First audiobook
Royal National Institute for the Blind, Typhoon
first first
Not Applicable ()

Audiobooks have existed as an idea since the dawn of recording technology – when promoting his phonograph, Thomas Edison talked about “phonographic books” that could read to the blind – but the limitations of early recording technology (the first gramophones only had about 10 minutes of playback on each side) meant that recording an entire novel wasn’t feasible. With the invention of close-grooved records in the early 1930s – which could hold up to 20 minutes on each side – the age of the audiobook began. The American Foundation for the Blind recorded some short stories, extracts and poems (including Edgar Allen Poe’s “The Raven”) in 1932, but the first novel (technically a novella) to be recorded was Joseph Conrad’s Typhoon, which was packaged as a set of four LP records by the British Royal National Institute of Blind People in 1935.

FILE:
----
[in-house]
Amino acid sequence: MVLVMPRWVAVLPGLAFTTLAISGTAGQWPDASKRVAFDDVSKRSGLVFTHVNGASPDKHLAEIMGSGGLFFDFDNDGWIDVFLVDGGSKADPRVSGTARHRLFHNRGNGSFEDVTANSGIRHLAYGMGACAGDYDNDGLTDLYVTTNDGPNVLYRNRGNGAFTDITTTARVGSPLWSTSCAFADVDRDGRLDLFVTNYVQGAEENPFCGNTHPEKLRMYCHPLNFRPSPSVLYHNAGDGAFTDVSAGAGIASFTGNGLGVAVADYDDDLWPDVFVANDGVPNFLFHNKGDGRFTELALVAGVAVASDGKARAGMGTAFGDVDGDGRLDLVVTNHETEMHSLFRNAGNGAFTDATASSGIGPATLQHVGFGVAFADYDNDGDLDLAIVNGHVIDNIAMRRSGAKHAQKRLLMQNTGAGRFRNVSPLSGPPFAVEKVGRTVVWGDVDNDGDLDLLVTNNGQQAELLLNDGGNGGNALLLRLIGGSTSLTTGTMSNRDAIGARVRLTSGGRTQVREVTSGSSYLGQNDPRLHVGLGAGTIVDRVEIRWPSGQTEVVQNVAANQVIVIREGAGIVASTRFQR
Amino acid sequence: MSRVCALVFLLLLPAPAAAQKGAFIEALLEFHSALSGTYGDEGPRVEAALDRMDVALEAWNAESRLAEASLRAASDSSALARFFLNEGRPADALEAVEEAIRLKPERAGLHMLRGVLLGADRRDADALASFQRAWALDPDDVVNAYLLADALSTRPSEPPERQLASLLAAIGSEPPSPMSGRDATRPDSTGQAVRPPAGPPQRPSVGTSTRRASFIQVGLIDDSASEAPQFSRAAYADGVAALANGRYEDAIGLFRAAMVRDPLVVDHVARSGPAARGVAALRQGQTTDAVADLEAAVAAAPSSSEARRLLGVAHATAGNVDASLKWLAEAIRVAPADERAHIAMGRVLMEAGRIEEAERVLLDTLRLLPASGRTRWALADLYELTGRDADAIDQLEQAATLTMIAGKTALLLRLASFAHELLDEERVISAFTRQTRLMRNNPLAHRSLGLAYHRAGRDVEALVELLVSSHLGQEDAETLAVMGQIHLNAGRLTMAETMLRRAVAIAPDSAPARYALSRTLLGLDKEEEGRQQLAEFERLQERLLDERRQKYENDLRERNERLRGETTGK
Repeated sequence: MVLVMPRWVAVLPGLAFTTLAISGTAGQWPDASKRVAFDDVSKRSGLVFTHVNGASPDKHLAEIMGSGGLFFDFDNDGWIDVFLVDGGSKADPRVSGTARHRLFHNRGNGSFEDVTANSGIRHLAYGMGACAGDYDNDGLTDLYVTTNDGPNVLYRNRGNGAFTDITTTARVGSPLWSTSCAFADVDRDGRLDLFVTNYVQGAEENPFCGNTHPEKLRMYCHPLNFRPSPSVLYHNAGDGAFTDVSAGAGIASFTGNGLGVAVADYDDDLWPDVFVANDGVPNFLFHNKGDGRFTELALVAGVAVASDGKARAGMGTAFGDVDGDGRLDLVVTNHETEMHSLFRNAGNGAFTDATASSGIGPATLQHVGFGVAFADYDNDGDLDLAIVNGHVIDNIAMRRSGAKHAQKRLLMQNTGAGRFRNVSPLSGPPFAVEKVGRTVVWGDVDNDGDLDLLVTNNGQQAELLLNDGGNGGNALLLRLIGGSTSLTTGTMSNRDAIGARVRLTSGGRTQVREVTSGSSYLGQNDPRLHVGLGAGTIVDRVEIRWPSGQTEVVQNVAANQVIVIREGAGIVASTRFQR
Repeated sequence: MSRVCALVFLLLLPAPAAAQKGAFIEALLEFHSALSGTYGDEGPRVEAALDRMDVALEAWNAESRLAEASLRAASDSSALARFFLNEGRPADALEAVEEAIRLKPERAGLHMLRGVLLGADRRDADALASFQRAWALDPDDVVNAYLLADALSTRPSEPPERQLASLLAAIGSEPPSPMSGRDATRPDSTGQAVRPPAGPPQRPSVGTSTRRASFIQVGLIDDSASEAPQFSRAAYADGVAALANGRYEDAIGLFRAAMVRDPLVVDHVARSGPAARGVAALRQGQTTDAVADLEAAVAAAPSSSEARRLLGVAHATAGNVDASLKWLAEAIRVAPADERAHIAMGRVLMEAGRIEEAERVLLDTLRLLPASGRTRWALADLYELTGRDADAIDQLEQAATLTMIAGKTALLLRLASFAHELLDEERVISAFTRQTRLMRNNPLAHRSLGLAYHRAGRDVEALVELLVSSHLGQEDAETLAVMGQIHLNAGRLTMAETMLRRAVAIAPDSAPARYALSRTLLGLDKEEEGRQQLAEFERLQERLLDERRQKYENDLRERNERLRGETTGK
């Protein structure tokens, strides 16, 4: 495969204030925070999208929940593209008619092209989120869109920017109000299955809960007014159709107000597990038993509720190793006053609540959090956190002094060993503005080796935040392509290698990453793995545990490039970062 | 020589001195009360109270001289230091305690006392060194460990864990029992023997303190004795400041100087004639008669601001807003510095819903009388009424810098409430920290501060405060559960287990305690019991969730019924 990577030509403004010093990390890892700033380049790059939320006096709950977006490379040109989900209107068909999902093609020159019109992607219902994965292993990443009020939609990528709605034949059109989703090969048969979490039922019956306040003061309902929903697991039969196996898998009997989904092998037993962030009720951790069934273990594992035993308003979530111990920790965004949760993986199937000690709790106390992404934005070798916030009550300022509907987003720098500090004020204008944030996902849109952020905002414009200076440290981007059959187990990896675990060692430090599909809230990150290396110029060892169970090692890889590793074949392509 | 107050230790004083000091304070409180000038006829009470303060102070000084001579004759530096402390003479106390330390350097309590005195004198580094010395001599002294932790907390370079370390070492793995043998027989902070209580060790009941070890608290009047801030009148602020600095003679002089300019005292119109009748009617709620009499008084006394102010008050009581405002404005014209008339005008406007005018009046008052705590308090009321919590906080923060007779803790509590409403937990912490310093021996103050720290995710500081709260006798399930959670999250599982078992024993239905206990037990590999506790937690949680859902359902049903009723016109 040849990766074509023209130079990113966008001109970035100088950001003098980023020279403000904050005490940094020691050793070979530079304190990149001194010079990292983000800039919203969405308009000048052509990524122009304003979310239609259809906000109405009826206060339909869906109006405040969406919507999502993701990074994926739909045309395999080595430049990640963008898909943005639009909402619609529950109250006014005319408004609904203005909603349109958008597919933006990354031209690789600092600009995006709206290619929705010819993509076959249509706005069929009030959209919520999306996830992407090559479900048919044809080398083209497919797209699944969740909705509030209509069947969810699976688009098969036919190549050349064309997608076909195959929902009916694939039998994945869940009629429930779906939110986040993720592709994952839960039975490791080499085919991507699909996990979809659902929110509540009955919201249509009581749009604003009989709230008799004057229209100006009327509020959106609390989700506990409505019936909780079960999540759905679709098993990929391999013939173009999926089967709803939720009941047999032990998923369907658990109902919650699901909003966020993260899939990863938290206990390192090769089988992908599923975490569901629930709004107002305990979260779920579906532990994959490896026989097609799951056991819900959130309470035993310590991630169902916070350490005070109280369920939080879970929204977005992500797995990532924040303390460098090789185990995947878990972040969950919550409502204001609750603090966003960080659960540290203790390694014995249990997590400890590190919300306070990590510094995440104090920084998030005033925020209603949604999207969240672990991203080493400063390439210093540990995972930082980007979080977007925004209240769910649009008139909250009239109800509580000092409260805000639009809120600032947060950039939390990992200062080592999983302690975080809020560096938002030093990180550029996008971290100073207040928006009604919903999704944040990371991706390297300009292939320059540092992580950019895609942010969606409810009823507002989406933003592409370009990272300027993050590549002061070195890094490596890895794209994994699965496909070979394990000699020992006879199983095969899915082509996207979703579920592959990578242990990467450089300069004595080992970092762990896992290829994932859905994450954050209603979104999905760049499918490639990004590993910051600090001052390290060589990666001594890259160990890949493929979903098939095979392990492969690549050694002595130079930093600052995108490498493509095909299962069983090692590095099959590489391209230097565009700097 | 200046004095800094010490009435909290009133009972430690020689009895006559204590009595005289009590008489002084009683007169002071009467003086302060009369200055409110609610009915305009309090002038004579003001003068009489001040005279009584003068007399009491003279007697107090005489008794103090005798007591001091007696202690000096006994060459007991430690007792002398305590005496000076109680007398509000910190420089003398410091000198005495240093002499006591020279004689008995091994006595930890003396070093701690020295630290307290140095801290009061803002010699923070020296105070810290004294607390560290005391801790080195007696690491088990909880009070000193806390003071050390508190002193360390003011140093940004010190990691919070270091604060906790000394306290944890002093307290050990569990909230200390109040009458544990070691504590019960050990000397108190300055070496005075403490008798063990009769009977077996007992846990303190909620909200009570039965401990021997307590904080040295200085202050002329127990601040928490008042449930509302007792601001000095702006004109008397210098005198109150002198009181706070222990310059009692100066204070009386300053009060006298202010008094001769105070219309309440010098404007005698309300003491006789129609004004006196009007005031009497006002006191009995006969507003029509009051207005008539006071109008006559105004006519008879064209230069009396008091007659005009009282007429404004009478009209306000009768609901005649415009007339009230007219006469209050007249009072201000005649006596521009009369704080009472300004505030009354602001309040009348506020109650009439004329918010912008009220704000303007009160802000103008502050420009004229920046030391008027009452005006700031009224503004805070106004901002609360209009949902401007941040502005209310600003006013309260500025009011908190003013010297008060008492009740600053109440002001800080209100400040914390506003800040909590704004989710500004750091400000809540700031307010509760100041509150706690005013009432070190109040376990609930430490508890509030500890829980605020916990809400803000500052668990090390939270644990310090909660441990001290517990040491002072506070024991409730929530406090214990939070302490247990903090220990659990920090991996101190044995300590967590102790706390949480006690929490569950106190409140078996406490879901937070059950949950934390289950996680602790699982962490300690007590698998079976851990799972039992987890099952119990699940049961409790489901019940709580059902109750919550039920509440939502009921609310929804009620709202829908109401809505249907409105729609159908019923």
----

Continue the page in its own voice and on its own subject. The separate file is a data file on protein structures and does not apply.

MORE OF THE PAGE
A copy of this pioneering set of records was uncovered by a vintage record collector in Canada in November 2016. It is thought that the set had travelled to Canada with a blind veteran of the First World War. The RNIB released another audiobook at the same time – Agatha Christie’s The Murder of Roger Ackroyd – but no copies survive.